The difference between right and wrong has been debated between philosophers for thousands of years, with Plato, Socrates and Aristotle only a few of the many mentionable names from ancient times.
Yet, there is no black and white approach to deciding what is morally acceptable, particularly in the corporate world, as definitions change with time. So what does this mean for today's communication specialists in regards to ethical conduct?
Let's take a look at the implications of unethical behaviour as well as things to consider as a professional.
The problem with ethics and reputation'
We have come a long way since Edward Bernays famously proclaimed the late 19th century "the public be damned era".
However, severe criticism has followed communication specialists throughout history and led to the distinct association of unethical behaviour and reputation damage. Corporate scandals, such as Enron's downfall of the 1990's, have ultimately added to a persistent public feeling of mistrust.
Now that key words such as corporate social responsibility, transparency and ethics have developed into ever-critical terms for the profession, maintaining ethical practises has taken on new meaning in a digitalised world. To maintain a good reputation, ethical behaviour is paramount for any professional communicator.
How to act ethically
While ethics is not something that can be seen as clear-cut, there are some guidelines to consider.
First and foremost, telling the truth and being up front about your company's – or your own – actions lays the foundation for good and lasting relationships with stakeholders. Be it an external or internal stakeholder, without trust and transparency your reputation is unlikely to stand the test of time.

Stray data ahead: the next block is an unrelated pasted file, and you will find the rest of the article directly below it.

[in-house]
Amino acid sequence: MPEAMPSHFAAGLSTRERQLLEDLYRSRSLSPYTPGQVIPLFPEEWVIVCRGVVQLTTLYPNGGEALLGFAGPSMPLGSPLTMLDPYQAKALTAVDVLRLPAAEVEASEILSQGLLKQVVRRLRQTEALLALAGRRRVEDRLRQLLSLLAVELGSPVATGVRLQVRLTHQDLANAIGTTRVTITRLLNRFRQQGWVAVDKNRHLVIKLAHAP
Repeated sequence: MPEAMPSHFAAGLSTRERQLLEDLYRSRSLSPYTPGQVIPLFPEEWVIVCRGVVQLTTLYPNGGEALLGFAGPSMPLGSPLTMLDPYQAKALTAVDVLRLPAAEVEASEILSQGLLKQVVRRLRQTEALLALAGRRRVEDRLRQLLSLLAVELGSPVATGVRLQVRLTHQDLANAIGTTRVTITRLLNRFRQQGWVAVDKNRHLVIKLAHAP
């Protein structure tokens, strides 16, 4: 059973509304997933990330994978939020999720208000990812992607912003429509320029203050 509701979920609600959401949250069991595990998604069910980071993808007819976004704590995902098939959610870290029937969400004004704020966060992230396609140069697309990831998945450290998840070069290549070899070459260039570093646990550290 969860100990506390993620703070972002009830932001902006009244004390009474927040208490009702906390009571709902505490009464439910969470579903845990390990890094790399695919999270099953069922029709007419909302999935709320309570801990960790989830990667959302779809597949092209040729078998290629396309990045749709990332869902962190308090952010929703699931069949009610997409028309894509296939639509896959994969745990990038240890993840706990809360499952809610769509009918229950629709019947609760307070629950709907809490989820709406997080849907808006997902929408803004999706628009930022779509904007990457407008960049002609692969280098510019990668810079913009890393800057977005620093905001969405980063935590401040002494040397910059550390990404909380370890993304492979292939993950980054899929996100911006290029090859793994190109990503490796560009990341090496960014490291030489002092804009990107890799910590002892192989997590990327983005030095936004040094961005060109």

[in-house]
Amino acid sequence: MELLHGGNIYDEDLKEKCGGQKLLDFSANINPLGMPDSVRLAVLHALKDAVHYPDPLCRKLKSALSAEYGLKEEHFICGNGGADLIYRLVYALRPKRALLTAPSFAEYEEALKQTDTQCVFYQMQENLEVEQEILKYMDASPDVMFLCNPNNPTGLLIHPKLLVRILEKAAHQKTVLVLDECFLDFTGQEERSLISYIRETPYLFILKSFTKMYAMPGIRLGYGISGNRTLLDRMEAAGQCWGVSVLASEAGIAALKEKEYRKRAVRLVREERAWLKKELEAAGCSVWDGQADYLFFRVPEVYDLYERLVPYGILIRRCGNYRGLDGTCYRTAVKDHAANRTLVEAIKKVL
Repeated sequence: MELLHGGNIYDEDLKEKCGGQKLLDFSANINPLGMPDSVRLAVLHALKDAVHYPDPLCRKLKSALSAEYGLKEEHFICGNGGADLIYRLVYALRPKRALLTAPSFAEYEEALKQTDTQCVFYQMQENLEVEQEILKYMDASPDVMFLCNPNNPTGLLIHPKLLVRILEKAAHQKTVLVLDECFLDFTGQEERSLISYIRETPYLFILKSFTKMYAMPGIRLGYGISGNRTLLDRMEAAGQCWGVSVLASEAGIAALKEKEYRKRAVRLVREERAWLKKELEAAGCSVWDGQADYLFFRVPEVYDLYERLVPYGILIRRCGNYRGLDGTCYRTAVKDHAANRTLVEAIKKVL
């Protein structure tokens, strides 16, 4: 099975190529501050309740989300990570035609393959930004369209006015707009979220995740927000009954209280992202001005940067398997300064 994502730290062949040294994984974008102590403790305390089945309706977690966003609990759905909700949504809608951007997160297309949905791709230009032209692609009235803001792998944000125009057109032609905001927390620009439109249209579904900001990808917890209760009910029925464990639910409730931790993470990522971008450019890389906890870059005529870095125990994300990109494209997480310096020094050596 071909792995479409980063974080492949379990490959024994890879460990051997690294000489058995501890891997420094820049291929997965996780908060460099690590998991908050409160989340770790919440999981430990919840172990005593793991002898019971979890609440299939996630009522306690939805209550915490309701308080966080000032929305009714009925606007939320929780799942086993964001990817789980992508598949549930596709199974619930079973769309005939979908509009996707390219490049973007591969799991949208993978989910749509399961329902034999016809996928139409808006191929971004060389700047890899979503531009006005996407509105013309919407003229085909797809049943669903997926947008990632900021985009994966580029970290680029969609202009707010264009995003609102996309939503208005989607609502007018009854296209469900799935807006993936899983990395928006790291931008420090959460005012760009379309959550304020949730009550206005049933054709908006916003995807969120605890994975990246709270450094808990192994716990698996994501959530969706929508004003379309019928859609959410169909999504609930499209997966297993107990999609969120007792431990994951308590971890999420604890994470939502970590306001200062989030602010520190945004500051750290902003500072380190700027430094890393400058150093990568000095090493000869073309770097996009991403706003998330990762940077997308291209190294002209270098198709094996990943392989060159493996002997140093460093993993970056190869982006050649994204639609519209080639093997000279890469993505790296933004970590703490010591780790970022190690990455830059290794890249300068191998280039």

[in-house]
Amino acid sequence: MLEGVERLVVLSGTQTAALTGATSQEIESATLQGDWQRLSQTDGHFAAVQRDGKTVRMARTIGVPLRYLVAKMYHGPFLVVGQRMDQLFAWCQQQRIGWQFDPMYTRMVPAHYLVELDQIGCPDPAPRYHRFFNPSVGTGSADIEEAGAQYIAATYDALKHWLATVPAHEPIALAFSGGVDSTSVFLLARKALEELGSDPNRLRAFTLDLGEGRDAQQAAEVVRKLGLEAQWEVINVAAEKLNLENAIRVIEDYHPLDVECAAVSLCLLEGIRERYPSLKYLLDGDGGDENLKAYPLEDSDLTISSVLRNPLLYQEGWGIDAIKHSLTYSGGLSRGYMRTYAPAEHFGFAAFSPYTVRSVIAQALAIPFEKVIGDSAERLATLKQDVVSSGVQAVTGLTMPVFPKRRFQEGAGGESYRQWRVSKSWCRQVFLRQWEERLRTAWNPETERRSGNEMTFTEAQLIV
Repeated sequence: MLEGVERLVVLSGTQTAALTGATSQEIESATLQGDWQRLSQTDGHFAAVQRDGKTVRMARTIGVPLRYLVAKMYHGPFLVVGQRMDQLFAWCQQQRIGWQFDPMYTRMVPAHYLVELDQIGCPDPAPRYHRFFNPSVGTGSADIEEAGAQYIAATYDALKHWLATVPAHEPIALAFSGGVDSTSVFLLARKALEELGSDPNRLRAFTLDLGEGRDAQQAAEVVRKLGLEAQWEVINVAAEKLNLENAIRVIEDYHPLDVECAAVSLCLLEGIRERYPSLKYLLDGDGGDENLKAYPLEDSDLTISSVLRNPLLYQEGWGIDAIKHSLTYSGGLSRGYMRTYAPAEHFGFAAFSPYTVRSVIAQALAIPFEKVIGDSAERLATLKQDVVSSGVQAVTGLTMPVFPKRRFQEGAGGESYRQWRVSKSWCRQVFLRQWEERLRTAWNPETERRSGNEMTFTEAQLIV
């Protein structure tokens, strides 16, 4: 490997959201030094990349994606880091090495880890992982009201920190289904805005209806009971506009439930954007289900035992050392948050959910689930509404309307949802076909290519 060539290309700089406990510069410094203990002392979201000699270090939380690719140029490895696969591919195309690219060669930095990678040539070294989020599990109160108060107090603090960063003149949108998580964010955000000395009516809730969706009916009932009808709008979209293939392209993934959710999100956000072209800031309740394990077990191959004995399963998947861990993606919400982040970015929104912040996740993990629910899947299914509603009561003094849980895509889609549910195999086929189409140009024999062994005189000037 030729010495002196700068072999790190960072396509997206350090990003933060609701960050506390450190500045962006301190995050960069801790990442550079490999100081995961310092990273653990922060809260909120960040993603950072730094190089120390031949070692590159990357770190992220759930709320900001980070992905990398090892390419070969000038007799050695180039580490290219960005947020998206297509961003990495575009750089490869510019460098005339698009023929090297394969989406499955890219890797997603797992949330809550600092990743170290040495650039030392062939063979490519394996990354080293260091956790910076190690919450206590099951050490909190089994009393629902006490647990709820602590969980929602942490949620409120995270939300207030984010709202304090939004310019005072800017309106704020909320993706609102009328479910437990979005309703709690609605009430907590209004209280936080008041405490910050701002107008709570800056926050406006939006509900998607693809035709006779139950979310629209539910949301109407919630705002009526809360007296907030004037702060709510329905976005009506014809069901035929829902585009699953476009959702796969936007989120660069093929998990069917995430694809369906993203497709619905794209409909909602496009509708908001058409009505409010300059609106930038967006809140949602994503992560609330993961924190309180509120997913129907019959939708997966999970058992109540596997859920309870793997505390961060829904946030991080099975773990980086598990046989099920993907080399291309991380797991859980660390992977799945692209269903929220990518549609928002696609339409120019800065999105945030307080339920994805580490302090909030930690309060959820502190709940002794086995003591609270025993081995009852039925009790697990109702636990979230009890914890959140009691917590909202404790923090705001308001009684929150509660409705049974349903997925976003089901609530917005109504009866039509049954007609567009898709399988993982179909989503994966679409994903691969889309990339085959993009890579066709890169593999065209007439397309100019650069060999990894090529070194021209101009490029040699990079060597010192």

The responsibility of ethical behaviour goes beyond voluntary declarations and the signing of codes of ethics. Morally sound behaviour needs to be at the heart of a professional's conduct – something that, when not followed, can lead to costly court cases.
Only last year did the former Zimbabwean ambassador to Australia win a defamation case after false allegations were made about her. As good communication specialist, acting within the law and avoiding slander and libel is of utmost importance, particularly in a public-facing role.
Ultimately, two-way communication is the basis of any true, transparent and overall ethical conduct. Disregarding any unforeseen circumstances, strong ethics are at the core of an organisation's credibility and therefore ability to build and maintain a positive reputation.